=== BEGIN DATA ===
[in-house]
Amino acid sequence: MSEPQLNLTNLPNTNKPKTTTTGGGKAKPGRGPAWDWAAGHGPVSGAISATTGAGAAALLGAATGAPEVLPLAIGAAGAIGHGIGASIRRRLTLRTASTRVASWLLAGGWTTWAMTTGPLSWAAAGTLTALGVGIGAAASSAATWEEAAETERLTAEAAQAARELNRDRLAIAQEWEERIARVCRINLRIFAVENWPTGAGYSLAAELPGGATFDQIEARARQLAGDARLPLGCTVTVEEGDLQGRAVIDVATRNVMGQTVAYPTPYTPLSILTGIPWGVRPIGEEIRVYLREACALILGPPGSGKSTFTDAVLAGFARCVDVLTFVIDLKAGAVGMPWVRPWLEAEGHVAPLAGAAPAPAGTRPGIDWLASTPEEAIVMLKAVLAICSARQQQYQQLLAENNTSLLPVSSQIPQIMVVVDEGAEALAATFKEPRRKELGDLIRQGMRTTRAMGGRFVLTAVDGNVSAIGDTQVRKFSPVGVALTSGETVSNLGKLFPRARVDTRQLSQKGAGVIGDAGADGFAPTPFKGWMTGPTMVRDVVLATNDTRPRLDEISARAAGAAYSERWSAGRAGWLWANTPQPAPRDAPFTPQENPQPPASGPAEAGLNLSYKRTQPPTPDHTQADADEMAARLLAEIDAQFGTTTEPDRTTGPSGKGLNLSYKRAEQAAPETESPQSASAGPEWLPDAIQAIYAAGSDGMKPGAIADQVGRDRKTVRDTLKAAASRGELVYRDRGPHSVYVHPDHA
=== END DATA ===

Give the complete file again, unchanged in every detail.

[in-house]
Amino acid sequence: MSEPQLNLTNLPNTNKPKTTTTGGGKAKPGRGPAWDWAAGHGPVSGAISATTGAGAAALLGAATGAPEVLPLAIGAAGAIGHGIGASIRRRLTLRTASTRVASWLLAGGWTTWAMTTGPLSWAAAGTLTALGVGIGAAASSAATWEEAAETERLTAEAAQAARELNRDRLAIAQEWEERIARVCRINLRIFAVENWPTGAGYSLAAELPGGATFDQIEARARQLAGDARLPLGCTVTVEEGDLQGRAVIDVATRNVMGQTVAYPTPYTPLSILTGIPWGVRPIGEEIRVYLREACALILGPPGSGKSTFTDAVLAGFARCVDVLTFVIDLKAGAVGMPWVRPWLEAEGHVAPLAGAAPAPAGTRPGIDWLASTPEEAIVMLKAVLAICSARQQQYQQLLAENNTSLLPVSSQIPQIMVVVDEGAEALAATFKEPRRKELGDLIRQGMRTTRAMGGRFVLTAVDGNVSAIGDTQVRKFSPVGVALTSGETVSNLGKLFPRARVDTRQLSQKGAGVIGDAGADGFAPTPFKGWMTGPTMVRDVVLATNDTRPRLDEISARAAGAAYSERWSAGRAGWLWANTPQPAPRDAPFTPQENPQPPASGPAEAGLNLSYKRTQPPTPDHTQADADEMAARLLAEIDAQFGTTTEPDRTTGPSGKGLNLSYKRAEQAAPETESPQSASAGPEWLPDAIQAIYAAGSDGMKPGAIADQVGRDRKTVRDTLKAAASRGELVYRDRGPHSVYVHPDHA